Magdalena Jackiewicz
Editorial Expert
Magdalena Jackiewicz
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Tomasz Duziak
Technical Architect

Cloud migration: AWS cost optimization tactics for reducing your cloud usage expenses

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For many companies, one of the key motivations behind migrating from one cloud platform to another, or from on-premises storage to the cloud, is cutting operational costs and overall business expenses. This is feasible, but data migration to the cloud without a strategy will not generate savings by itself. However, as they rush to leverage the cloud's potential, they often find data storage costs spiraling out of control.

Migrating to Amazon AWS promises flexibility, scalability, and reduced operational overhead, so many businesses choose this provider for cloud migration. If you’re considering this step, you have to carefully analyze the available options as well as the associated data migration costs. Otherwise, you’ll risk overlooking some of the cloud cost optimization opportunities.

In this article, we’re delving into the strategies and best practices for optimizing data storage costs during AWS migration.

AWS storage options explained

To succeed at AWS cost optimization, it’s necessary to become aware of the cloud storage options available to you. AWS offers a wide range of storage options to cater for the different needs in terms of storing and retrieving data. These include:

  • Amazon Simple Storage Service (Amazon S3): this is a scalable and highly durable object storage service. It works best when storing and retrieving large amounts of unstructured data, such as images, videos, backups, and logs. S3 offers different storage classes with varying performance and cost characteristics – we explain more about the costs in the next section.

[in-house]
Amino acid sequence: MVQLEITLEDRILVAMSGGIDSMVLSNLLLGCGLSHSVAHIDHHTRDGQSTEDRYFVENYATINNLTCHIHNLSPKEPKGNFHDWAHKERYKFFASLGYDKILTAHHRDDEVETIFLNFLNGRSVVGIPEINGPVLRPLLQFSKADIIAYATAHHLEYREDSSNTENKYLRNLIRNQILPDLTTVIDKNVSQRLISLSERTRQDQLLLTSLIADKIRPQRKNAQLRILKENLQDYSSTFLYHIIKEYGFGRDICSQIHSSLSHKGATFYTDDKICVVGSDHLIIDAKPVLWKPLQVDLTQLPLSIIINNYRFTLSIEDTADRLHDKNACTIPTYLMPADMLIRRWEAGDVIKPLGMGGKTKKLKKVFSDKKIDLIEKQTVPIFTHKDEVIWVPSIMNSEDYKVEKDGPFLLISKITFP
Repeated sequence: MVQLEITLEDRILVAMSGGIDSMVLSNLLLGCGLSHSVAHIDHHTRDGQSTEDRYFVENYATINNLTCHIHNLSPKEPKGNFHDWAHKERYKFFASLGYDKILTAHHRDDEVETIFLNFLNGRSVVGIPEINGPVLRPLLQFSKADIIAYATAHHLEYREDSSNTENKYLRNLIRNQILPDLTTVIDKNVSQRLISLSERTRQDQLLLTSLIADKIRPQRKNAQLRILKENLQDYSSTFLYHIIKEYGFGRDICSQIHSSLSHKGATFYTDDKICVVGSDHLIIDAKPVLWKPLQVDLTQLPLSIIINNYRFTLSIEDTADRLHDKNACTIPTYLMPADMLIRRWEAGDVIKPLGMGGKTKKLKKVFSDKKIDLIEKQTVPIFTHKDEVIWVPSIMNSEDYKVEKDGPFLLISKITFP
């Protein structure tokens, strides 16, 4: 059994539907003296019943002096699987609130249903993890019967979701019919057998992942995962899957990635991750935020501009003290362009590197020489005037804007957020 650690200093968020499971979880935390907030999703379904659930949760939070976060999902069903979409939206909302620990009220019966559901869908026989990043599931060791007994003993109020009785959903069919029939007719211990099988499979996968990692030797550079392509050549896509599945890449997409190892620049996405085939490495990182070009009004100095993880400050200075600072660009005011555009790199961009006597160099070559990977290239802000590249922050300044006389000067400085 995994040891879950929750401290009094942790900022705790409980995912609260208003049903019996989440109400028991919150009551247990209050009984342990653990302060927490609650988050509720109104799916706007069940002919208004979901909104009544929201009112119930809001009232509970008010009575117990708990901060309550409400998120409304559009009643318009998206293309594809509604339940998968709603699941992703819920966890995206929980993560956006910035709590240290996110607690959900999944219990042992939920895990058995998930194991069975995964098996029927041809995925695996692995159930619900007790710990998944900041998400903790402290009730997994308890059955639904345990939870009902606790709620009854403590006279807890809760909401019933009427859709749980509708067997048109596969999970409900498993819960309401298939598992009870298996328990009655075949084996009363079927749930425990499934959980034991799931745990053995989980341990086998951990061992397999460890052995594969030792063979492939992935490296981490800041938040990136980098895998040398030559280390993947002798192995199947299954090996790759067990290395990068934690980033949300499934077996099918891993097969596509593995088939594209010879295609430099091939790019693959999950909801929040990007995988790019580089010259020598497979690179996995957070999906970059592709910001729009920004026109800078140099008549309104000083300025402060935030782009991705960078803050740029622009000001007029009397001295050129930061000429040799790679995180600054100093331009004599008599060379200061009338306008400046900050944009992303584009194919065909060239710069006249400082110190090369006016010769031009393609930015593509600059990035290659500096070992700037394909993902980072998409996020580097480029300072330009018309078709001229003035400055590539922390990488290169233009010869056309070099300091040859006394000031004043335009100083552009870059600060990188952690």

• Amazon Elastic File System (Amazon EFS): this system offers scalable and managed file storage that you can mount to multiple EC2 instances. It's ideal for those use cases that require shared access to files across multiple instances, such as development environments or content management systems.
  • Amazon Elastic Block Store (Amazon EBS): the storage volumes provided by EBS can be attached to Amazon EC2 instances. It's designed for storing data that requires low-latency access and is often used for running databases or applications that require continuous storage.
  • Amazon File System (Amazon FSx): fully managed file storage systems that are compatible with Windows File Server and Lustre. It works best for applications that require shared file storage with specific compatibility requirements.
  • Amazon File Cache: a caching layer for accessing shared Windows file systems. It’s ideal for those applications that require access to large amounts of shared data by providing a cache that stores frequently accessed data closer to the application instances, hence reducing latency.
  • AWS Storage Gateway: a hybrid cloud storage service that enables on-premises applications to seamlessly use Amazon cloud storage. It supports different storage protocols and provides options for file, volume, and tape-based storage.
  • Amazon Relational Database Service (Amazon RDS): while not purely a storage service, Amazon RDS offers managed relational database instances. It includes storage as part of its offering, providing scalable and managed storage for databases like MySQL, PostgreSQL, Oracle, and others.